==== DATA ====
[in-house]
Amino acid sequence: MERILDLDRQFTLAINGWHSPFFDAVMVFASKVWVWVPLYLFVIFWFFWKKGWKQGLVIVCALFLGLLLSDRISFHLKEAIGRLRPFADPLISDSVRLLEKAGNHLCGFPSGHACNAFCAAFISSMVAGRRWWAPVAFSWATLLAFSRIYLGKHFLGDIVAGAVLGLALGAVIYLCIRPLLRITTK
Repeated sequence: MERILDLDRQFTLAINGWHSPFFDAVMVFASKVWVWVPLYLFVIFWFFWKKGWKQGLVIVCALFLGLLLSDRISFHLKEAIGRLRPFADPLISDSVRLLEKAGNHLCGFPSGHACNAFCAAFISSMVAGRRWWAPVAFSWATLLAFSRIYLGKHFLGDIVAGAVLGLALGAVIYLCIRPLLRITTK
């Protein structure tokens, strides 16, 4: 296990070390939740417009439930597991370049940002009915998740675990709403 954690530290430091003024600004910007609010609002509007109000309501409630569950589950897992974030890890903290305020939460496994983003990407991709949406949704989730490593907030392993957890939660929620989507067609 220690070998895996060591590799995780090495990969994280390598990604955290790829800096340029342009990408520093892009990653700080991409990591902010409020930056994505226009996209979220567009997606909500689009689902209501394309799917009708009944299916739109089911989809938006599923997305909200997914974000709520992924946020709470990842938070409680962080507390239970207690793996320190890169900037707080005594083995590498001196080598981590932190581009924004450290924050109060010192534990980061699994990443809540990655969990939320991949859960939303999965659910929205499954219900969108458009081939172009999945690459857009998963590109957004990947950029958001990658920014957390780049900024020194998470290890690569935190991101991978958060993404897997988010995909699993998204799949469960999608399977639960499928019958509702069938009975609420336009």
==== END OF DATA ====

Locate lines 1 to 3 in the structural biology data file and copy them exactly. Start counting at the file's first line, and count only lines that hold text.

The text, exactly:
[in-house]
Amino acid sequence: MERILDLDRQFTLAINGWHSPFFDAVMVFASKVWVWVPLYLFVIFWFFWKKGWKQGLVIVCALFLGLLLSDRISFHLKEAIGRLRPFADPLISDSVRLLEKAGNHLCGFPSGHACNAFCAAFISSMVAGRRWWAPVAFSWATLLAFSRIYLGKHFLGDIVAGAVLGLALGAVIYLCIRPLLRITTK
Repeated sequence: MERILDLDRQFTLAINGWHSPFFDAVMVFASKVWVWVPLYLFVIFWFFWKKGWKQGLVIVCALFLGLLLSDRISFHLKEAIGRLRPFADPLISDSVRLLEKAGNHLCGFPSGHACNAFCAAFISSMVAGRRWWAPVAFSWATLLAFSRIYLGKHFLGDIVAGAVLGLALGAVIYLCIRPLLRITTK